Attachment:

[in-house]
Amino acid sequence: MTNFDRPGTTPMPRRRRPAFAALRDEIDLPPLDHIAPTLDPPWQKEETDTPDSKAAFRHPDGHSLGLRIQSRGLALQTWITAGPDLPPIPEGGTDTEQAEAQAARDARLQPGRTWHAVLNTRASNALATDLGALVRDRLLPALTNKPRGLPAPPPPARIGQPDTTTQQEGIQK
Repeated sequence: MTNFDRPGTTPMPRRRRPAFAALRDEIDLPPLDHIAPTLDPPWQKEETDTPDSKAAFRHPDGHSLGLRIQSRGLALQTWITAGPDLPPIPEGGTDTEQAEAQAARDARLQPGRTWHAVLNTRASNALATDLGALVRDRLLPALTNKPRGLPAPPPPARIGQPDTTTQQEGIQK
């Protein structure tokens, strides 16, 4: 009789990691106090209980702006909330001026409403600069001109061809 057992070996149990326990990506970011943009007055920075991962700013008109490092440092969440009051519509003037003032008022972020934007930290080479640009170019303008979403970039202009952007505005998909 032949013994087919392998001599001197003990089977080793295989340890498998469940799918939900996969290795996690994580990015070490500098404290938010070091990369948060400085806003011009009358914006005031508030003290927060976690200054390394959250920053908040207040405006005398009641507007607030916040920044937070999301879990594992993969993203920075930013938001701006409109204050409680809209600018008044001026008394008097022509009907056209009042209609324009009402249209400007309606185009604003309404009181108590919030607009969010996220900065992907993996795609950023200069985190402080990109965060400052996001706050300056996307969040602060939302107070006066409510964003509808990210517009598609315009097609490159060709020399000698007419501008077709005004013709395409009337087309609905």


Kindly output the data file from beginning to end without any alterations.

[in-house]
Amino acid sequence: MTNFDRPGTTPMPRRRRPAFAALRDEIDLPPLDHIAPTLDPPWQKEETDTPDSKAAFRHPDGHSLGLRIQSRGLALQTWITAGPDLPPIPEGGTDTEQAEAQAARDARLQPGRTWHAVLNTRASNALATDLGALVRDRLLPALTNKPRGLPAPPPPARIGQPDTTTQQEGIQK
Repeated sequence: MTNFDRPGTTPMPRRRRPAFAALRDEIDLPPLDHIAPTLDPPWQKEETDTPDSKAAFRHPDGHSLGLRIQSRGLALQTWITAGPDLPPIPEGGTDTEQAEAQAARDARLQPGRTWHAVLNTRASNALATDLGALVRDRLLPALTNKPRGLPAPPPPARIGQPDTTTQQEGIQK
């Protein structure tokens, strides 16, 4: 009789990691106090209980702006909330001026409403600069001109061809 057992070996149990326990990506970011943009007055920075991962700013008109490092440092969440009051519509003037003032008022972020934007930290080479640009170019303008979403970039202009952007505005998909 032949013994087919392998001599001197003990089977080793295989340890498998469940799918939900996969290795996690994580990015070490500098404290938010070091990369948060400085806003011009009358914006005031508030003290927060976690200054390394959250920053908040207040405006005398009641507007607030916040920044937070999301879990594992993969993203920075930013938001701006409109204050409680809209600018008044001026008394008097022509009907056209009042209609324009009402249209400007309606185009604003309404009181108590919030607009969010996220900065992907993996795609950023200069985190402080990109965060400052996001706050300056996307969040602060939302107070006066409510964003509808990210517009598609315009097609490159060709020399000698007419501008077709005004013709395409009337087309609905």